JSS: I was love sick at the time of the release of Lifelines, and this song gave me a bit of hope with the lyrics "Follow me out / Follow me 'round / Let's make the road up as we go along / Just as we planned". I later moved on, and I have moved on from this song as well. But it is nice enough, and Morten sings it well.

JP: Is the musician also a painter or is the painter also a musician? Magne blends his two main forms of artistic expression - painting and music - into a rather cohesive piece of work. The chorus is quite gorgeous with a wonderful melodic flow and Morten's vocals lifts it further. Maybe it should have gone a bit higher on the list? Caution: Do not listen to the demo version (titled One in a Million) on the deluxe edition of Lifelines if you wish to keep an untainted image of White Canvas. It's the equivalent to discovering that a painting you like is painted on top of a really embarrassing first sketch and it takes something away from the end result.


Butterfly, Butterfly (The Last Hurrah)
Single release (2010) / 25 (2010)

Butterfly, Butterfly (The Last Hurrah) single cover - the layout was nothing to cheer about

JP: Released in connection with the Ending On A High Note farewell tour in 2010, Butterfly... was intended to be the last ever recording by a-ha which luckily it wasn't. And I say 'luckily' both because I never wanted them to stop in the first place but also because the song isn't quite the classic it should have been. Not bad at all, but considering Pål's flair for writing epic album closers you could rightfully have expected something grander as a (at that time) career closing track. Interesting lyrics that seem to be a mix between very literal and very abstract thoughts about what will come after a-ha. "These stained glass wings could only take you so far" is a beautiful lineThe music video for the song reunited a-ha with director Steve Barron (the man behind many a-ha videos including Take On Me) and I must admit that my eyes got a bit moist when I first saw the finished result.

JSS: I remember Magne saying that this was the best song Pål had written in many years. I liked it too, and I actually cried a bit when someone played it in our music club (a bunch of music enthusiasts - not all a-ha fans - who get together 3-4 times per year to introduce new music to each other), because it was a big thing that a-ha was not going to make more music together anymore, which we later found out was not the case. I am not too sure about the song today. It is alright, above average for a-ha standards, but I am happy that it was not their swan song.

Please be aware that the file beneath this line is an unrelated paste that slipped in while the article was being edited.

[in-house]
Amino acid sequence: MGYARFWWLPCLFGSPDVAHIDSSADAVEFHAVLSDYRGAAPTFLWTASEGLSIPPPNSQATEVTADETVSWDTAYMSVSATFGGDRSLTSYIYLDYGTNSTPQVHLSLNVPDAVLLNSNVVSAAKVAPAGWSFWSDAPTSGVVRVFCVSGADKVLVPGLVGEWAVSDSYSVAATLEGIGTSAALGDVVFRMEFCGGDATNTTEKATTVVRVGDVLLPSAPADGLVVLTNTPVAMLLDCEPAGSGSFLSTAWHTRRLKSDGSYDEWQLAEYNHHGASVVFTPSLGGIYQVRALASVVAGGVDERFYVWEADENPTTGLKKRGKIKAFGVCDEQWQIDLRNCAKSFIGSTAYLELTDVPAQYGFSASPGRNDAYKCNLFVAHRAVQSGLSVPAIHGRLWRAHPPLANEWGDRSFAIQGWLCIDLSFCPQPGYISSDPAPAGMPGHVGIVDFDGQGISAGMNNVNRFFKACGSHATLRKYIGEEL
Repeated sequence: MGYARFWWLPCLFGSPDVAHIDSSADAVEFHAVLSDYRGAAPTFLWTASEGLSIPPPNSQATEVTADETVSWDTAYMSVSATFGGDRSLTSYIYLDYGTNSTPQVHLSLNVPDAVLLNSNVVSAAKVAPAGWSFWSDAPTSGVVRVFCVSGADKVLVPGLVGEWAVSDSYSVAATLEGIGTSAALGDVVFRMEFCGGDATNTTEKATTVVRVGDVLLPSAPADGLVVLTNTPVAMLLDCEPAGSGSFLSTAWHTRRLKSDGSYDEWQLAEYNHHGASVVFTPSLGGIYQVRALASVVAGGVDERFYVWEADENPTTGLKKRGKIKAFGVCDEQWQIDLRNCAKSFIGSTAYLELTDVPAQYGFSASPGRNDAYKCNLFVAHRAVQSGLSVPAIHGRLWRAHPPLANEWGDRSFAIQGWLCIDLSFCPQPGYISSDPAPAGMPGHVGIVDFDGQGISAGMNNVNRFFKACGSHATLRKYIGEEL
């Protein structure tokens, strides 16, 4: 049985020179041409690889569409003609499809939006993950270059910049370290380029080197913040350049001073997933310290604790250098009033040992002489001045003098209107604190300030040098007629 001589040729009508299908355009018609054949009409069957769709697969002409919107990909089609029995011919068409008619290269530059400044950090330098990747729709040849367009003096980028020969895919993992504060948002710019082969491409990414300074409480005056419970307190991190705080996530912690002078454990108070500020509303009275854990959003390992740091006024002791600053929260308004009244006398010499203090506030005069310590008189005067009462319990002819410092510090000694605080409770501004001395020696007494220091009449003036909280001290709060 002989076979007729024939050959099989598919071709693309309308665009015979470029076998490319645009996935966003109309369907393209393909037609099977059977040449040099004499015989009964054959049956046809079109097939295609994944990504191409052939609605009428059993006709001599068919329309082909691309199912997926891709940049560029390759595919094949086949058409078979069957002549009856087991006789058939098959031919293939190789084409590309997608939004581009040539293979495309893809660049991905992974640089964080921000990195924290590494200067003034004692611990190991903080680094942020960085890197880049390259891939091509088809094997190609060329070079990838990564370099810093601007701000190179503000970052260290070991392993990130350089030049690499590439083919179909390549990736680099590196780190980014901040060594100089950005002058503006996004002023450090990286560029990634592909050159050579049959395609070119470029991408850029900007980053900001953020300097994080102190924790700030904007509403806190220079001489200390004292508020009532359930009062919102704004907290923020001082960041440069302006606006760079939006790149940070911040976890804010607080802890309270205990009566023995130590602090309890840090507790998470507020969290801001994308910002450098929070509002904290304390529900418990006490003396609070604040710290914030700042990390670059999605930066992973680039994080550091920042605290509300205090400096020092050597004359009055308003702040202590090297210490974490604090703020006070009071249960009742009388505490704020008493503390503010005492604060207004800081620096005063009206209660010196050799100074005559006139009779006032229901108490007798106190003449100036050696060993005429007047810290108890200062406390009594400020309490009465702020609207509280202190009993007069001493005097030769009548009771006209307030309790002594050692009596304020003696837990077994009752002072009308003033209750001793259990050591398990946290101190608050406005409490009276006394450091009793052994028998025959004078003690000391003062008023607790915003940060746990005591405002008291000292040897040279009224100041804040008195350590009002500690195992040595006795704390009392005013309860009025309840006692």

Time & Again
Lifelines (2002)

JSS: I never really got the fuss about this song. I normally agree with Pål's taste, but not so much here. The vocal lines are dragged so long and on top of that they are repetitive. Pål produced it himself in the "Hunting High And Low tradition" - whatever that means. The song itself lacks the quality from 1985 - that's for sure. I would have ranked this lower.

JP: I believe this is one of Pål's own favourites. It's not one of mine. I just hear a really nice song which showcases Morten's vocal abilities. The song benefits from the slow build up, but the semi-electronic drum beat doesn't do it any good and the climax never really takes it all the way. However, the melody has a certain quality, and the lyrics are good in that usual/unusual Waaktaar-Savoy way. Could go a bit higher on the list for me, but nowhere near the top.


This Is Our Home
MTV Unplugged - Summer Solstice (2017)

JP: A Magne composition premiered at the MTV Unplugged session, so it's difficult to judge if the instrumentation on this version is what Magne had intended when he wrote it, or if it would have ended up in a more electronic/electric format had been released on a studio album. Among the better new songs from his hand, and it does have a certain warmth to it but it doesn't do a lot for me. I could have placed it outside top 100 as I think there are better songs lower in the ranking.

JSS: A little disappointing at first listen, but this song has grown on me. Trademark Magne and a nice homage to Norway (I think) and therefore a natural first song at the homecoming for MTV Unplugged.


The Sun Never Shone That Day
Minor Earth Major Sky (2000)

The Sun Never Shone That Day single cover - at least it won't reflect in the TV screen then!

JSS: This was for a long time one of my favorite songs on the album. Written by Pål and Lauren. The bass line is great, but in reality this is not well sung by Morten. It sounds a little off in places, and the chorus is repetitive and a bit boring. Time has not been good to this song, but the drive and the backing vocals singing the title still keeps it within the best 100 songs.

JP: Up-tempo song with a driving beat and vocals that here and there sound slightly distorted. Not Morten's best performance but nice enough to hear him use his voice in a somewhat different way. The song benefits from the - relatively - fast beat on an otherwise mid-tempo album. Strange composition and structure where the bridge sounds like a chorus and the maybe-chorus loses pace. Hasn't aged that well.


You'll Never Get Over Me
Minor Earth Major Sky (2000)

JP: Nice melody and the almost duet-like chorus part works really well as Morten and Lauren's (Pål's wife) voices actually suit each other remarkably well. The lyrics ooze jealousy out of every pore, but the song itself is too long and repetitive. A trimmed version might have worked better.

JSS: Middle of the road. Nice with Lauren doing the backing vocals to counter Morten's vocal. OK melody, but a minute too long in the end.